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Martha Rosler

(b. 1943)


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(1943– ).

Photographer, performance artist, video artist, and mixed-media artist. Employing photography along with techniques related to conceptual art, performance art, and installation art, she seeks to elicit critical thought on social and political issues. While questioning the ideological nature of all representation, she aims her aesthetic and ethical drive at apperception of lived social experience and its sometimes hidden meanings. Born in New York, in 1965 she graduated from Brooklyn College, where she majored in English and studied with Ad Reinhardt. In her early years as an artist, she painted but also took street photographs and began to experiment with montage. She credits Jean-Luc Godard's stringent yet powerful films of the early 1960s as a formative influence on her sensibility. In 1968 she moved to San Diego, where she earned an MFA from the University of California in 1974. Rosler first came to public attention with a series of photomontages collectively titled Bringing the War Home (1967–72). In these, she combined images from the Vietnam War with representations of suburban interiors gleaned from popular magazines, shockingly resituating the televised war into the homes where it could be viewed on a nightly basis. In the 1970s she produced work related to feminist art, often stressing the relationships between food and women's lives, as in the 1975 video Semiotics of the Kitchen. In 1980 Rosler returned to the New York area. Since then, while teaching at Rutgers University in New Brunswick, New Jersey, she has continued to probe social problems, such as homelessness and social alienation. Her 2004 anthology, Decoys and Disruptions: Selected Writings, 1975–2001, comprises thirteen critical essays, along with illustrations from her work.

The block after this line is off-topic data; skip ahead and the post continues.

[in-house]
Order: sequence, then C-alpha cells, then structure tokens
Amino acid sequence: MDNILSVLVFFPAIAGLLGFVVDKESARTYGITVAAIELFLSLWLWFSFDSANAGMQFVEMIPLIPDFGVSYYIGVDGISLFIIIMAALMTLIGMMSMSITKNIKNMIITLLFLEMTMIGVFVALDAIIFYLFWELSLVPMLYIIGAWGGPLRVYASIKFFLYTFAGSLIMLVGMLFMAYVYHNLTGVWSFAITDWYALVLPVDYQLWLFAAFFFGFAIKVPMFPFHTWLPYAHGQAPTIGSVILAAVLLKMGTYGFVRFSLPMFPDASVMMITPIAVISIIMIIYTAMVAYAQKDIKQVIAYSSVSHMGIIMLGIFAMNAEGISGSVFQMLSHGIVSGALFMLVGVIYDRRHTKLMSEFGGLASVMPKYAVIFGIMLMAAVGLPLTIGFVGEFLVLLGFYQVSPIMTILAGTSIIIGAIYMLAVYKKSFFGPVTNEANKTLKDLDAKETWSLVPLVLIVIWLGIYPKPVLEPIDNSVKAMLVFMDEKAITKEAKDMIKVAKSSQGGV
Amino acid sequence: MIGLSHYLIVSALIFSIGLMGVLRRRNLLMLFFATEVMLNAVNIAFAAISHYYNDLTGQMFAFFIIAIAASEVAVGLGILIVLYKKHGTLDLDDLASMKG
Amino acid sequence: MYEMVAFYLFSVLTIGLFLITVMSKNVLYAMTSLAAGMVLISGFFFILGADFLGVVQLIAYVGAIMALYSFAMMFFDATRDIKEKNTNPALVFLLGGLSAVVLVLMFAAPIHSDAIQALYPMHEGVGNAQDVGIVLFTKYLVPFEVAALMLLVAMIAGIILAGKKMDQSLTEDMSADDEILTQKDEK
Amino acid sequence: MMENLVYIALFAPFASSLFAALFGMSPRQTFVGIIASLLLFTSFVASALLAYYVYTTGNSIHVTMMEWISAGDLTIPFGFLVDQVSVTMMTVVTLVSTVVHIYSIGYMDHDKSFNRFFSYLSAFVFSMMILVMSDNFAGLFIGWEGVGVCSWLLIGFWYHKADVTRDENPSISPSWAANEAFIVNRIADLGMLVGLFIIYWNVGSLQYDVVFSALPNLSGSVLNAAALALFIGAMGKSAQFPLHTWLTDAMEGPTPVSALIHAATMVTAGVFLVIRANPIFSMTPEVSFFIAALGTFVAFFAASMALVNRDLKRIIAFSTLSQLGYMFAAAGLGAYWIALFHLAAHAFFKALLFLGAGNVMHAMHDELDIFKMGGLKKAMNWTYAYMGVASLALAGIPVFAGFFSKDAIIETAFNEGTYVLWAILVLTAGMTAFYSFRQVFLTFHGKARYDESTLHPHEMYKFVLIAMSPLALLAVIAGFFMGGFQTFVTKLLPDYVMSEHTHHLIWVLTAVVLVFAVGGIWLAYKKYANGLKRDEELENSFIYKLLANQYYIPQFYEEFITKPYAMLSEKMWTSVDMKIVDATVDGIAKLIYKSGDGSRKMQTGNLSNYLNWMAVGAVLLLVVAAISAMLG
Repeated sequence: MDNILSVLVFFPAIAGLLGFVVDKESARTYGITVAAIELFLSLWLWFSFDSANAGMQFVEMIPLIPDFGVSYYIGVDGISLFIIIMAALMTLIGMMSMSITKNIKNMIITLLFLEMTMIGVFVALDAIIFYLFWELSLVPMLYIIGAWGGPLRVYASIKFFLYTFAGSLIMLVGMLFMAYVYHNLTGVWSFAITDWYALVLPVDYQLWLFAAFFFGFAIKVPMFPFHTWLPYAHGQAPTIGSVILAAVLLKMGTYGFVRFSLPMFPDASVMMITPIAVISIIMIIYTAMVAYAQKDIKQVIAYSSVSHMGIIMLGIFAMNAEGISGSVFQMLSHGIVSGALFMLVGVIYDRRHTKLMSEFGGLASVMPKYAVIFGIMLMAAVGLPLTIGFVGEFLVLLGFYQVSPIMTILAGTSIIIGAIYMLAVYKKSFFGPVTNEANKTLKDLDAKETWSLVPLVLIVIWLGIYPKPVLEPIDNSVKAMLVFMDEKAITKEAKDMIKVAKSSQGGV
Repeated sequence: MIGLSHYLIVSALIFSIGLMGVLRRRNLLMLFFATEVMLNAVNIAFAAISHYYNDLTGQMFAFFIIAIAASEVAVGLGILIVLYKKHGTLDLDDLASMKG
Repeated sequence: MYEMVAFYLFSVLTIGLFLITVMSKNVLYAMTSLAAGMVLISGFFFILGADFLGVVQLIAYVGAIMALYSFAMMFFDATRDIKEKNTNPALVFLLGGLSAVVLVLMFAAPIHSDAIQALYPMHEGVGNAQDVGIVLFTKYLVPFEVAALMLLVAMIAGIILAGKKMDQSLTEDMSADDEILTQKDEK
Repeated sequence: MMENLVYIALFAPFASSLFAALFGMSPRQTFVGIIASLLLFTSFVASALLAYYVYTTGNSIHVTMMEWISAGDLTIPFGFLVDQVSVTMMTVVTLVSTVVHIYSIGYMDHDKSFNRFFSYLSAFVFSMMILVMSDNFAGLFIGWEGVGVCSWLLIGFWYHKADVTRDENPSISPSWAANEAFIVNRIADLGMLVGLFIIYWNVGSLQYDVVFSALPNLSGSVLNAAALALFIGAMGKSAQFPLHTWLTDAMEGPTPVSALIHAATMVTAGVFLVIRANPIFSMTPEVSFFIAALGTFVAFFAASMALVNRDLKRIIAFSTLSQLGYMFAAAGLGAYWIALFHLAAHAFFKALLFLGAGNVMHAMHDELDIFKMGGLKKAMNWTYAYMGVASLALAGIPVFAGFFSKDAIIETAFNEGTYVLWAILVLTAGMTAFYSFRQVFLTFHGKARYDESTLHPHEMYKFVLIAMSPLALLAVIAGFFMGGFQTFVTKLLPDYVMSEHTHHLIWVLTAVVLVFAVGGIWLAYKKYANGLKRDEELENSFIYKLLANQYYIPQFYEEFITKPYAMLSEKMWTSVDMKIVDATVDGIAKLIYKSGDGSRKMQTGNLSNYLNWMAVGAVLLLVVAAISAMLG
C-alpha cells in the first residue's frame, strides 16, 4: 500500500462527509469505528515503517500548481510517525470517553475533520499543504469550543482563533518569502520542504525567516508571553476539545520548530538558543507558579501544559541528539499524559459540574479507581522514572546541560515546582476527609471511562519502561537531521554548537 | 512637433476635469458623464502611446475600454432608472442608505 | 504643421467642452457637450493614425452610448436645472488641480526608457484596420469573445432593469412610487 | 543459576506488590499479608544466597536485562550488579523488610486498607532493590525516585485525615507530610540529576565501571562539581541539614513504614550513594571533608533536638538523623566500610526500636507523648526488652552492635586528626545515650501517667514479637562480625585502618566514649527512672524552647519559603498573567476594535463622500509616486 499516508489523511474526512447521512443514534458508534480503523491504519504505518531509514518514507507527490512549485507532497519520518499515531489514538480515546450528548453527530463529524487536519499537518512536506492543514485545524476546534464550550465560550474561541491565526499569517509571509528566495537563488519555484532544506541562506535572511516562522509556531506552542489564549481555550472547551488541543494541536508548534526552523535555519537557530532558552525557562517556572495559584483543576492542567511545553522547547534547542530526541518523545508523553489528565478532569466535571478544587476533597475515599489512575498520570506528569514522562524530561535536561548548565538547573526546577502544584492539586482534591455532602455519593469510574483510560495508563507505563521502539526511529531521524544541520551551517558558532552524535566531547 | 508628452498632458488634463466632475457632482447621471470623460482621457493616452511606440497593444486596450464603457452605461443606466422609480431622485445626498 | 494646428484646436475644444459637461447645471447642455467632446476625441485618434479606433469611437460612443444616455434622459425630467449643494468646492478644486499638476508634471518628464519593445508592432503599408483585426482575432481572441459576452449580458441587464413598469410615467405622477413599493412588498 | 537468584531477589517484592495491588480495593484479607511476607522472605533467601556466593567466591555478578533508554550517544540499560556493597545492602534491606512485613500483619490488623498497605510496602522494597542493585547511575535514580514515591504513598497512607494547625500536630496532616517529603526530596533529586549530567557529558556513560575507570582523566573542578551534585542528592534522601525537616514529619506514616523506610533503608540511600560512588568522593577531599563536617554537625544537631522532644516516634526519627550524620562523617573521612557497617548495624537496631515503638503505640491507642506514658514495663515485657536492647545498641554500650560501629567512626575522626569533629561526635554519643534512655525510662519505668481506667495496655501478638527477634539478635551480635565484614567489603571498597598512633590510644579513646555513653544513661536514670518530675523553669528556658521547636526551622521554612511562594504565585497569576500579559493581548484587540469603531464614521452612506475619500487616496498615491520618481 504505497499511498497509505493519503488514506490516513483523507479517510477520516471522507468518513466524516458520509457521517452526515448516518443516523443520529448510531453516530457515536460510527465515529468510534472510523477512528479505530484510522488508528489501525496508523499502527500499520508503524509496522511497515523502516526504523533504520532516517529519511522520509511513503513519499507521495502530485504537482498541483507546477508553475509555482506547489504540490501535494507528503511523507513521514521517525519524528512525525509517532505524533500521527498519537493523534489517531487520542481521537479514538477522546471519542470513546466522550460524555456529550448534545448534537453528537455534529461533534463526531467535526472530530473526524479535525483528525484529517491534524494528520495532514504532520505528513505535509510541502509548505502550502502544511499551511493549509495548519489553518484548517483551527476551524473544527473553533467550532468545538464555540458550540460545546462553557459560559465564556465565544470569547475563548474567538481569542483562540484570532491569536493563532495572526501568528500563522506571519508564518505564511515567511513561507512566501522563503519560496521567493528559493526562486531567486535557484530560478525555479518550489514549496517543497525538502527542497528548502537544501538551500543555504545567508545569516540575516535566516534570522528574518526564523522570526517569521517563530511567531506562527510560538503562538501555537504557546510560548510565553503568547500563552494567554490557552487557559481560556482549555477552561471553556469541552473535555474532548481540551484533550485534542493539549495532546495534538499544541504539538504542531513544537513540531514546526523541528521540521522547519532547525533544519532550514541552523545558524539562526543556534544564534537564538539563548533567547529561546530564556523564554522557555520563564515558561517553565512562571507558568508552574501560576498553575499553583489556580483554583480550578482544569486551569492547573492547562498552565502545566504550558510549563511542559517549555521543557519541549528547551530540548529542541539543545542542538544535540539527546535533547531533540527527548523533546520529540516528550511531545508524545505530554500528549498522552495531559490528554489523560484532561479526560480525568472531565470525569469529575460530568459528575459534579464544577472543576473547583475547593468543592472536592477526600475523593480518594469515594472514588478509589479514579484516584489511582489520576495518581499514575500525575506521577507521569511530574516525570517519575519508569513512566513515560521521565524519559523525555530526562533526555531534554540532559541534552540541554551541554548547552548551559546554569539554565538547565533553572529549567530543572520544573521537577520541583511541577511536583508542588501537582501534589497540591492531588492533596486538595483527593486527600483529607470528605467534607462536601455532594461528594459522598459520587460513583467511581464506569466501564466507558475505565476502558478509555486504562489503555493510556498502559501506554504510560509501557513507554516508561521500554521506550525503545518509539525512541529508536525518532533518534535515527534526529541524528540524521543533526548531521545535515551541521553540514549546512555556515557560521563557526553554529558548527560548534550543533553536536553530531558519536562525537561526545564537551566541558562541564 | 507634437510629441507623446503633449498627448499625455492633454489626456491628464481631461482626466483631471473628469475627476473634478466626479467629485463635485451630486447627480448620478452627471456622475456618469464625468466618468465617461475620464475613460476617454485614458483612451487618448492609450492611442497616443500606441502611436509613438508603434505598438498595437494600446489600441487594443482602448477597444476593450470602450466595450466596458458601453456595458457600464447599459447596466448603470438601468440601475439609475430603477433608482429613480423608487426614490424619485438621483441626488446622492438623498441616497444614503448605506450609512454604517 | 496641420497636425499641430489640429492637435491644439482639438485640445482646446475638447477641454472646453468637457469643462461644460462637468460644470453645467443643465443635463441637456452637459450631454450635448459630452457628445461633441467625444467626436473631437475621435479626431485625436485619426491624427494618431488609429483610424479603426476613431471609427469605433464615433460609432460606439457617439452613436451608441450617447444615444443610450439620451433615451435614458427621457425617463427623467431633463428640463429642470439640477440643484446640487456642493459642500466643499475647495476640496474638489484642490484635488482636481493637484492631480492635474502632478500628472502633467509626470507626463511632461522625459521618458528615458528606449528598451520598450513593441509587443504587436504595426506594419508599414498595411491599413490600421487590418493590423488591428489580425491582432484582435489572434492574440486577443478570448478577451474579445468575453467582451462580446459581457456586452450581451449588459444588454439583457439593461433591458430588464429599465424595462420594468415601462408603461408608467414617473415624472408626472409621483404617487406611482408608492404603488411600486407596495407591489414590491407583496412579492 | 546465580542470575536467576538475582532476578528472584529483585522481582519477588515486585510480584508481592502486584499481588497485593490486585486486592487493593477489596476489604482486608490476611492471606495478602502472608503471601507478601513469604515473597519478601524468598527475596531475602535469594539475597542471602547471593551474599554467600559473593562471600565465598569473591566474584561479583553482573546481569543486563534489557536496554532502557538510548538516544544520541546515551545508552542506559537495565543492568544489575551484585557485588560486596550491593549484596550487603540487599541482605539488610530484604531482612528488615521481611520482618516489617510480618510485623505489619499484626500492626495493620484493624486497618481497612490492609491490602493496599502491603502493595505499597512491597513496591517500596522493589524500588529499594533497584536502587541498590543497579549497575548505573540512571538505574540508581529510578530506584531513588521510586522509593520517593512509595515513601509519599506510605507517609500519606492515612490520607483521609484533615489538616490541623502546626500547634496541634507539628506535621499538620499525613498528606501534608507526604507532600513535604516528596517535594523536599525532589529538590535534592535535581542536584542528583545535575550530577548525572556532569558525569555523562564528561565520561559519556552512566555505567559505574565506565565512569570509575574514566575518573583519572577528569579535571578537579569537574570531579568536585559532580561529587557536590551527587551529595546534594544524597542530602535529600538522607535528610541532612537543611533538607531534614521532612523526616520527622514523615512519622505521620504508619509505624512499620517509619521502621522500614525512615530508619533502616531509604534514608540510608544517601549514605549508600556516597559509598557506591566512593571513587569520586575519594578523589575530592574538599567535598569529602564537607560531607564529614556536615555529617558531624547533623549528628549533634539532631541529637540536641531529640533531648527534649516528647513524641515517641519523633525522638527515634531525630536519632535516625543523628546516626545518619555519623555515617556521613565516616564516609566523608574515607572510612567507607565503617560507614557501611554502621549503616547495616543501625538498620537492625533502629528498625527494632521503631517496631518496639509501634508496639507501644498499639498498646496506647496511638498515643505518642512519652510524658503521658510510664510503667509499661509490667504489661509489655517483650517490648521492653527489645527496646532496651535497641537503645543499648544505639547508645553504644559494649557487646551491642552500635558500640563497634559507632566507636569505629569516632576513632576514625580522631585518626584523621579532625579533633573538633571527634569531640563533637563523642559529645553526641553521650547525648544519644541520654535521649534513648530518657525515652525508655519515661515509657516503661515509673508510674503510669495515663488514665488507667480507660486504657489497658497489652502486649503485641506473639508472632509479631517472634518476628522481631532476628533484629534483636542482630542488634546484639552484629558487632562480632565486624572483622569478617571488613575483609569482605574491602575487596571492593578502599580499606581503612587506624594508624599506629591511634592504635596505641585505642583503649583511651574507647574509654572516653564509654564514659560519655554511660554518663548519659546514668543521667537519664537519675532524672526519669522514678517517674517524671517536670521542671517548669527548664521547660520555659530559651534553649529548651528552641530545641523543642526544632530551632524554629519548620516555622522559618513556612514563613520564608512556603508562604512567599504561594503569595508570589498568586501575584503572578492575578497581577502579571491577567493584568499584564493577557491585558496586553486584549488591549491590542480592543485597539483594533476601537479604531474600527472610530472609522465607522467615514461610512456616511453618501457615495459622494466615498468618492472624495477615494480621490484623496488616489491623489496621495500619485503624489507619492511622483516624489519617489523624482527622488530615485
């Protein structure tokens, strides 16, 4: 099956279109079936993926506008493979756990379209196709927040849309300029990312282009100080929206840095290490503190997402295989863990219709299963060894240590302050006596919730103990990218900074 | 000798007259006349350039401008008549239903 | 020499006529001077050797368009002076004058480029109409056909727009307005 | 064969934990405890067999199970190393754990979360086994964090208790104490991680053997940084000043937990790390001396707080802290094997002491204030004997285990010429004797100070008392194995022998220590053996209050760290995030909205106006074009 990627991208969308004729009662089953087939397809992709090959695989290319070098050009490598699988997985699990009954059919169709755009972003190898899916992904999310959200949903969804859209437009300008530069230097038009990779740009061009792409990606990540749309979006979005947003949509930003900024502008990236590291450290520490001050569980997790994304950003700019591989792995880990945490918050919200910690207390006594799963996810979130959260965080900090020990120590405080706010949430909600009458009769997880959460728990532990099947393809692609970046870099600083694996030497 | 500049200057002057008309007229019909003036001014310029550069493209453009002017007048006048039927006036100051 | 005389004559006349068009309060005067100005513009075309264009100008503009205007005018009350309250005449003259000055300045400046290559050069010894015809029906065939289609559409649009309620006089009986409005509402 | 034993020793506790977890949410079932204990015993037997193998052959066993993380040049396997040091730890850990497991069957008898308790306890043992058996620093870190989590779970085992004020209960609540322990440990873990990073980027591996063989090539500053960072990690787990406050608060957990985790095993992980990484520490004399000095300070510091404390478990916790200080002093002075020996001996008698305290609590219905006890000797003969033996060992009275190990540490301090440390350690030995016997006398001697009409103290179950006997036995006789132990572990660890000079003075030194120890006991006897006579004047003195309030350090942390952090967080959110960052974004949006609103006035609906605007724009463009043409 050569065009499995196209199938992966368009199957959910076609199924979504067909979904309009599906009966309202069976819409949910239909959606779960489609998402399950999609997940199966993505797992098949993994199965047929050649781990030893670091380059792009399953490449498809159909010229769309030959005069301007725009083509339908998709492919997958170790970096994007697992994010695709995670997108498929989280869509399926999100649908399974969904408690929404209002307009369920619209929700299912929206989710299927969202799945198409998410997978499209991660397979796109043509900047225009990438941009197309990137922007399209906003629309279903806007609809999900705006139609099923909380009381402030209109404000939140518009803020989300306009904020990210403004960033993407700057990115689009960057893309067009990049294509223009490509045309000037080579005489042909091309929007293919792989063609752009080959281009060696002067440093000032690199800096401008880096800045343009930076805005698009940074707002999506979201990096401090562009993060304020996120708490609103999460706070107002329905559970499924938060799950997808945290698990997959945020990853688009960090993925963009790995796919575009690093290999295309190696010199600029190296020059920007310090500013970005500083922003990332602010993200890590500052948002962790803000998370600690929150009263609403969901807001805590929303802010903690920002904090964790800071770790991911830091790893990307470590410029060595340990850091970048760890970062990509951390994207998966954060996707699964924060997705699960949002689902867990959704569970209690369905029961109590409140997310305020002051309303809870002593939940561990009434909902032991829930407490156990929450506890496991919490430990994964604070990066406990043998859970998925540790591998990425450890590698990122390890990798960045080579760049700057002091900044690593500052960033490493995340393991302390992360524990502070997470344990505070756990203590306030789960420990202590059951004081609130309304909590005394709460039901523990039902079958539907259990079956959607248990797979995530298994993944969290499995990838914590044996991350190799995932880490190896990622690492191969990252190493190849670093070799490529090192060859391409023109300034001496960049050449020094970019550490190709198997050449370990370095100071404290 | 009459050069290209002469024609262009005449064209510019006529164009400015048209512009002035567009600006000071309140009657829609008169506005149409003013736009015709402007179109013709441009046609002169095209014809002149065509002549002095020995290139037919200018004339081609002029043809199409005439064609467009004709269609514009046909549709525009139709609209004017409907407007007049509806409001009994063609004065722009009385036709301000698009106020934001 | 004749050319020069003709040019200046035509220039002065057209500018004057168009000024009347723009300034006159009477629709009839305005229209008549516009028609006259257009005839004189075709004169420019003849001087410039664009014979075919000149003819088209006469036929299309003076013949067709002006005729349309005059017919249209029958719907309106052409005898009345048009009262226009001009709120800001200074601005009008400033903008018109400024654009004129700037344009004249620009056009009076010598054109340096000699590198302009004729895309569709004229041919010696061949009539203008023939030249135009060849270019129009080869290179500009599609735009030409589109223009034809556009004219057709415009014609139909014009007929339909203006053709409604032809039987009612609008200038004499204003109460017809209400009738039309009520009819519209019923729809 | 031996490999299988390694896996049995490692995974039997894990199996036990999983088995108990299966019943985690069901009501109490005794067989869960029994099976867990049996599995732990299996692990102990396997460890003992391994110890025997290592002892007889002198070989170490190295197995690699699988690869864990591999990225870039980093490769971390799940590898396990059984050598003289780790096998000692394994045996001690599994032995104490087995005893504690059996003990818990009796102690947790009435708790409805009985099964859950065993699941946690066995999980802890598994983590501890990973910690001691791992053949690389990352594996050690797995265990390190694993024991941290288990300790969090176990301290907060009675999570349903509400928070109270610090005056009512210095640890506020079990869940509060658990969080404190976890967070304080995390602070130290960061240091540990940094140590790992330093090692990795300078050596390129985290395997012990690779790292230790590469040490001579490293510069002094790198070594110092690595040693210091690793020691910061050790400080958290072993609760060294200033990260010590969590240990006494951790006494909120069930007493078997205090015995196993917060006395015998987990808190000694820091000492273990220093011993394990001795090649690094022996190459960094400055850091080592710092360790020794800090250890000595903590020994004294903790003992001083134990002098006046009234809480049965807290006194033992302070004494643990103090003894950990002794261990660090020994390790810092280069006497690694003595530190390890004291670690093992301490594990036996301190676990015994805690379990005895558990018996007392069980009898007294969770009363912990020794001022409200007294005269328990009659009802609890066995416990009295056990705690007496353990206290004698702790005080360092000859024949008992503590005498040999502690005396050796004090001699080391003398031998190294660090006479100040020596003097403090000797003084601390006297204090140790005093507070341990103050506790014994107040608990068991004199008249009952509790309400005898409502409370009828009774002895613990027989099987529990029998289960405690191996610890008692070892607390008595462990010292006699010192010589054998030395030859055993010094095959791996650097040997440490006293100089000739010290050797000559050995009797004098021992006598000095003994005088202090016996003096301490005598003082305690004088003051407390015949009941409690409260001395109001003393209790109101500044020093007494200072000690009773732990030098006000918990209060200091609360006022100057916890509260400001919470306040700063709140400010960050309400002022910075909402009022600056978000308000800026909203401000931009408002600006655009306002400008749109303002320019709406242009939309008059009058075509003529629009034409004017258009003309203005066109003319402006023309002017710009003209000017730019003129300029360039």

Subjects: Art.


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